Finally, Christmas is here! This is by far my favorite time of the year. And though I am no longer a child and no longer have children at home, I still feel like there’s magic in the air this time of the year. Of course, Christmas 2020 was very different from any Christmas I had ever known. Christmas 2021 promises to be better, so I am thrilled, even though I most likely will not be able to spend Christmas with all my family and friends in Martinique. Thank God for WhatsApp! Instead, it will be another quiet Christmas with me and my husband, enjoying being in good health and making sure the rest of our family stays safe. I’m grateful, but what do I call a real Christmas? The answer is simple: a real Christmas is nothing less than a traditional Christmas the Martinican way!
A RELIGIOUS EVENT
First, Martinique being a Catholic country, Christmas is a religious event. Even people who are not regular churchgoers attend Christmas mass. Traditionally, this mass was called La Messe de minuit (Midnight mass), although it would not really happen at midnight, but rather around 9 pm, since it gets dark so early in Martinique. Traditionally, Martinicans put on their best clothes and walked to church lighting the way with candles, but that tradition was gone by the time I was growing up. Once church was over, people would head home to greet Baby Jesus…and to party, of course!
The weeks between La Toussaint (All Saints Day) and Christmas are the most anticipated time of the year because of the Chanté Kantik. Imagine going Christmas caroling. Traditionally in Martinique, however, you did not sing for your neighbor at his door. They invited you in, with plenty of food and drink, then they joined the group, and you all went on to the next neighbor’s house to sing. Wash, rinse and repeat throughout the whole neighborhood and you had a Chanté Kantik!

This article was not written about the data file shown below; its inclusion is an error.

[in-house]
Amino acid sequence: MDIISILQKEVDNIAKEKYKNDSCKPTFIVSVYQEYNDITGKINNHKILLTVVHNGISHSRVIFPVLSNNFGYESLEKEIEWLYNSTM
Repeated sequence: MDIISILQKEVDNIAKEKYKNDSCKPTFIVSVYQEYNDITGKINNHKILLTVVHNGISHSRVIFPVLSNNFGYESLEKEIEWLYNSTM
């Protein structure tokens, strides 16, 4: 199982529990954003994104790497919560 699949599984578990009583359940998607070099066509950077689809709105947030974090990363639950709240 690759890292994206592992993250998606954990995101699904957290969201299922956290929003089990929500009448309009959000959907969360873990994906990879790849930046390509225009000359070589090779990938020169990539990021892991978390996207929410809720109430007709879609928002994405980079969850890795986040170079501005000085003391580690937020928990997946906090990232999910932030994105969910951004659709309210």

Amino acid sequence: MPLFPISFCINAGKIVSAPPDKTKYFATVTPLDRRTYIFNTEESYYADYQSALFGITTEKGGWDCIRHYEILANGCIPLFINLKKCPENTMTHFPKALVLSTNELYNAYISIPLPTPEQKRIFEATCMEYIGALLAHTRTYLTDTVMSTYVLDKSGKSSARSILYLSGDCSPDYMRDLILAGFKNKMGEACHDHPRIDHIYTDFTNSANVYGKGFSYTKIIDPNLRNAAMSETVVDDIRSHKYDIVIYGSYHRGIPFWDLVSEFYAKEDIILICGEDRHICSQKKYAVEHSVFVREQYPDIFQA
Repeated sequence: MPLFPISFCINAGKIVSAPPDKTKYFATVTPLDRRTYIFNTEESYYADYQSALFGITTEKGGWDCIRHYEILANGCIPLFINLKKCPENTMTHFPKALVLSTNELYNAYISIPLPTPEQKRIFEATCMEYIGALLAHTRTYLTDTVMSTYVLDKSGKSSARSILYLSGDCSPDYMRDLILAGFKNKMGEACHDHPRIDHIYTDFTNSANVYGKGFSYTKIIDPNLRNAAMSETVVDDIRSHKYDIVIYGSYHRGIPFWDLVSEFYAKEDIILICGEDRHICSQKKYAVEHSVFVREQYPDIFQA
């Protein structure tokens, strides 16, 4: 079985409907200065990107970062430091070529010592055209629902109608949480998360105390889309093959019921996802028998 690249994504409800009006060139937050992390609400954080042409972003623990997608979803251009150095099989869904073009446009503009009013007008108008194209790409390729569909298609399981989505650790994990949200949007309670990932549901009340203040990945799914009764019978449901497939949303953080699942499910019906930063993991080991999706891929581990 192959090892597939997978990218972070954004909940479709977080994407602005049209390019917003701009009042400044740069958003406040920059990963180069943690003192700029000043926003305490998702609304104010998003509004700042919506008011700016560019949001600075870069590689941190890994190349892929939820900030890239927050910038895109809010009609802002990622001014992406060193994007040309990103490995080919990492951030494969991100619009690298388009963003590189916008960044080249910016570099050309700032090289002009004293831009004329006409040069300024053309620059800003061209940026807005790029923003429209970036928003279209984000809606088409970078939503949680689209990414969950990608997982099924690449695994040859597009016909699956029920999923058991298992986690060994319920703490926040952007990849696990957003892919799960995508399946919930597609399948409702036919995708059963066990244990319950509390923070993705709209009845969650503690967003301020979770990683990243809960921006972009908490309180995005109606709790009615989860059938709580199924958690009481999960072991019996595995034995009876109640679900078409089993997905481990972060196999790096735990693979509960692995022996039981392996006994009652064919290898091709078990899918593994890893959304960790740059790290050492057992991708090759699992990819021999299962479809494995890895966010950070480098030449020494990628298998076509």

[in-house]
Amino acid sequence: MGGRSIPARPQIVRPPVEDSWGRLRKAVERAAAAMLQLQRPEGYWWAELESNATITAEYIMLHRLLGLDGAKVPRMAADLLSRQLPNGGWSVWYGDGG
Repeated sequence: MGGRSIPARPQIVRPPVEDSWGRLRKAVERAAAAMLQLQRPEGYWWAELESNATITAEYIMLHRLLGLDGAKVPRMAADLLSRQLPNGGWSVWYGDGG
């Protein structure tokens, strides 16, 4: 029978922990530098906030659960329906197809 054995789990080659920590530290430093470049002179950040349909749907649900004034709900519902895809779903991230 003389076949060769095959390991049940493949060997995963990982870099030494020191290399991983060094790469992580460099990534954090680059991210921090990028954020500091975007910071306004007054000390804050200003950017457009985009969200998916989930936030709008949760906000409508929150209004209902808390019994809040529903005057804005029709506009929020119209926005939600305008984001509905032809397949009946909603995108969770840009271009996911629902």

Today the “neighborhood type” of Chanté Kantik is slowly disappearing because it’s not always so easy to do it that way especially in the city. So today, Chanté Kantiks are more organized type events. You still usually bring food and drink (like a potluck), but sometimes bigger events are organized by the town, and there are even private Chanté Kantiks where you pay to get in. These usually feature professional musicians who specialize in Chanté Kantik (and come February will branch out for Carnaval—sounds like another blog post to come). Still, no matter the venue, the event retains its singing tradition; we even have an iconic book with all the songs (see slideshow below).
FOOD AND DRINK
Now, what is better than Christmas music? Yep! Christmas food. My mouth is watering as I am preparing this post. So, what do we eat at Christmas?
The first thing to know is that Cochon (pig) is King. It is baked into pâtés, and turned into boudin (a spicy blood sausage) and Janbon Nwel (a caramelized ham that is as sacred to us as the Thanksgiving turkey is to Americans. Even the use-the-left-overs-until-January part). The main traditional Christmas dish is a spicy pig stew called ragout, accompanied by pigeon peas and root vegetables (yams, dasheen) as well as plantans (big green bananas), bread fruit and sometimes rice.
And of course, the national drink, rhum, will always be on the table. For the holidays it will be accompanied with sirop de groseille (sorel syrup) and various sorts of fruit liqueurs, the main one being the schrub (dried orange peels macerated into rhum.)
I could write for pages and pages about Christmas in Martinique, but I do have to stop here. Once you are done enjoying the pictures – and doing your Bwa Brilé Christmas shopping, check out this article from the Uncommon Caribbean website to learn more about Christmas in Martinique. You can also try your French with this other article from AZ Martinique.
Have the best holiday season ever!